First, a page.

5:00pm on Friday. Time to set off towards Estes Park. Although I would have like to take a more dirt route off the bat, the day was getting long, and I had some exploratory tracks to travel, so I took the express-way down Highway 36; it’s traffic known somewhat for its rep of severely injuring cyclists. I’ve never had a problem – but I usually ride it around 3:00 in the morning on my way to Longs Peak where the highway is desolate rather than filled with rush hour traffic.
I survived to Lyons in no time, and turned onto St. Vrain Canyon, which must be one of the prettiest canyons to slowly pedal up. Or so I’ve heard – I usually do this pedaling in the wee hours of the morning – the last time was during a snow storm with zero visibility, so today was somewhat of a rare treat for me to see the canyon in the waning daylight. Large pinnacles and crags shot up from the canyon floor. Loads of climbing adventure potential!
My objective this evening was a FS 82 near Meeker Park. Word has it that there’s National Forest access in the tight squeeze of private property, Wilderness, and National Park of the Tahosa Valley. Surprisingly, I’ve never looked around to see what’s around this road before. My friendly National Forest Service Ranger Station, which I live across the street from, supplied me with a Motor Vehicle Use Map of the surrounding areas accessible by road, which helps greatly in finding legal campsites off private property.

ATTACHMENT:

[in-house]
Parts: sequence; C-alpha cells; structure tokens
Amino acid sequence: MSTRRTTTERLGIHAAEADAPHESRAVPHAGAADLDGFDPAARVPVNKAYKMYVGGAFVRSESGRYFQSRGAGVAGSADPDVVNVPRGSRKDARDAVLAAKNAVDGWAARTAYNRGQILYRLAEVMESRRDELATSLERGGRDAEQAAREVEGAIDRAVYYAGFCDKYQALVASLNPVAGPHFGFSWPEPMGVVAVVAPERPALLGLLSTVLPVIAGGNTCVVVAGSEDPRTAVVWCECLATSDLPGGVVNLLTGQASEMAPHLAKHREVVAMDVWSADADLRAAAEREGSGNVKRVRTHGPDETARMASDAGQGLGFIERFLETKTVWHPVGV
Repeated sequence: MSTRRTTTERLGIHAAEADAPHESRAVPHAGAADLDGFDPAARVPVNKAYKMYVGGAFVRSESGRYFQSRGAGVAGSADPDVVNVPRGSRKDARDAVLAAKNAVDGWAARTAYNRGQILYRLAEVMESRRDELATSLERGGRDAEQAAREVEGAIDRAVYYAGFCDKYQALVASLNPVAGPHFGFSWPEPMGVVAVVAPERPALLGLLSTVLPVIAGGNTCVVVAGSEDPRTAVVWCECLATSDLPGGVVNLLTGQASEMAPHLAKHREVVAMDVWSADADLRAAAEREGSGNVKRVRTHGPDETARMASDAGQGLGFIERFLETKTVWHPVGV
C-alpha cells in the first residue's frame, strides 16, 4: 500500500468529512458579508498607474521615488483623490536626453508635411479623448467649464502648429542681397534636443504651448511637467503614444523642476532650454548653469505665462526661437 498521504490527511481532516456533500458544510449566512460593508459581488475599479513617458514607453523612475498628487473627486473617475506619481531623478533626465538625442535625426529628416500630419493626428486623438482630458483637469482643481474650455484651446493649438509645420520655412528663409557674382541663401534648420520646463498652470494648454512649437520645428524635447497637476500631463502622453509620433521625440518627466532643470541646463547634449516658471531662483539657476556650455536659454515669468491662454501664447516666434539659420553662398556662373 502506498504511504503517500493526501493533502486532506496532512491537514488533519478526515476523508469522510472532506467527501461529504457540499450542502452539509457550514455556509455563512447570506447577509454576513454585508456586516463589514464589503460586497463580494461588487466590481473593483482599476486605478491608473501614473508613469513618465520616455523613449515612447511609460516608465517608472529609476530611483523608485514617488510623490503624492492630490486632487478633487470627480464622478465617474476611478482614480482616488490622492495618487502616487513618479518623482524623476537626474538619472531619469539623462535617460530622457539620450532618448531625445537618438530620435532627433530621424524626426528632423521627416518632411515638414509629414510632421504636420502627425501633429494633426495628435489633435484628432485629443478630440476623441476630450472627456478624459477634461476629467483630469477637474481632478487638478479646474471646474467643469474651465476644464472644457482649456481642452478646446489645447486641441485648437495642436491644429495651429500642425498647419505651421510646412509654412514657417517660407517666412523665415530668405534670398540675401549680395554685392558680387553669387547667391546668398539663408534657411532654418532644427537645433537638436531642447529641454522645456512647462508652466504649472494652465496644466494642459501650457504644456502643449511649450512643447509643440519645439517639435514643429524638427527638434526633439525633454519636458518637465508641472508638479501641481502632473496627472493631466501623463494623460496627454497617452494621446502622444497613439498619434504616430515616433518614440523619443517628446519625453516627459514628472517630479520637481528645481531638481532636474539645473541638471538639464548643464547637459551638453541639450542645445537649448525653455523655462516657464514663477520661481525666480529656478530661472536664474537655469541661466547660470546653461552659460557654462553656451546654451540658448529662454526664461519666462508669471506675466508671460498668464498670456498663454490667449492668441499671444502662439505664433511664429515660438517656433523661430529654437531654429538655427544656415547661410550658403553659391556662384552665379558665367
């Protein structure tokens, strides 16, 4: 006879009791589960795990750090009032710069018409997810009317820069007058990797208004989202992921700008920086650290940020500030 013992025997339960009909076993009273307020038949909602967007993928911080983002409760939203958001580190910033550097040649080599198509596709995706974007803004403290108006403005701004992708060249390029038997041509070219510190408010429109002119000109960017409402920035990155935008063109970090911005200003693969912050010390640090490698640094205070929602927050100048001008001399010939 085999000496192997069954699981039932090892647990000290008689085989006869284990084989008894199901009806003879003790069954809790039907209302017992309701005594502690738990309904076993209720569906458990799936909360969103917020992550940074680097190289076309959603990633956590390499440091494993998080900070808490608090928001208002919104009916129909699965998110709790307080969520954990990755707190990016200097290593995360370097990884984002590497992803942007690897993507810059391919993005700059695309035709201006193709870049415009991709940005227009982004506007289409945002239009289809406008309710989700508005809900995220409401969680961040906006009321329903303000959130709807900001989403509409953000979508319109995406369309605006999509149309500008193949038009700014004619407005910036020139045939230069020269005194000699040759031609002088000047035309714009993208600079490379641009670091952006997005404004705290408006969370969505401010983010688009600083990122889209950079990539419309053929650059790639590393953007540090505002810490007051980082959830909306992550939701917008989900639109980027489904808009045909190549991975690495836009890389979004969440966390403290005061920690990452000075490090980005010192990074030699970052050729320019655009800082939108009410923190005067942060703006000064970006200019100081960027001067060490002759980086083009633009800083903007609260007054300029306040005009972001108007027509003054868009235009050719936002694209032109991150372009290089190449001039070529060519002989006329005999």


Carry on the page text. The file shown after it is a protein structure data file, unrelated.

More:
No rest for the weary! My buddy David perhaps jokingly asked me if I wanted to go for Longs, via the Trough on Sunday (“Those Centennials ain’t gonna climb themselves!”) and I naturally went for the bait, on the condition that I’d probably be lagging behind given the climbing on my legs already for week, after Everesting Green Mountain.
Slowly, I roll to the gate. The Park ranger sees me from afar and returns to me only a tired stare. He himself walks slowly to the entrance booth, not resting his gaze. I now roll towards the booth even slower. Nervous. I feel as if I’m performing a border crossing, rather than just entering a National Park. The guard just continues his stare – his eyes looking right at mine; the rest of his visage saying absolutely nothing. I offer a hello, but get no reply. Meeting him at the booth, he continues his vacant look. Is he looking at me, or past me? I don’t know, but I hand him the entrance fee I just made change for at the coffee shop in town that I stopped at to regain feeling in my hands and feet after making that chilly descent into Estes Park. Having climbed out of town, I’m much warmer now. Unseasonably warm. Finally,
“Oh. Day Pass. Map?”
I accept, and that’s my entire interaction with this guy. It’s also the first time I’ve ever paid for entrance into the Park in my 5+ years of visiting it. It feel almost wrong. Some things, I ponder, shouldn’t be bought.
Gerry Roach’s Longs Peak Radical Slam as described in his 14ers book: top out on 7 summits in the Longs Peak area: (Meeker, Longs, Pagoda, Storm, Mt. Lady Washington, Battle Mountain, Estes Cone), topped off with 50 push ups at the trailhead.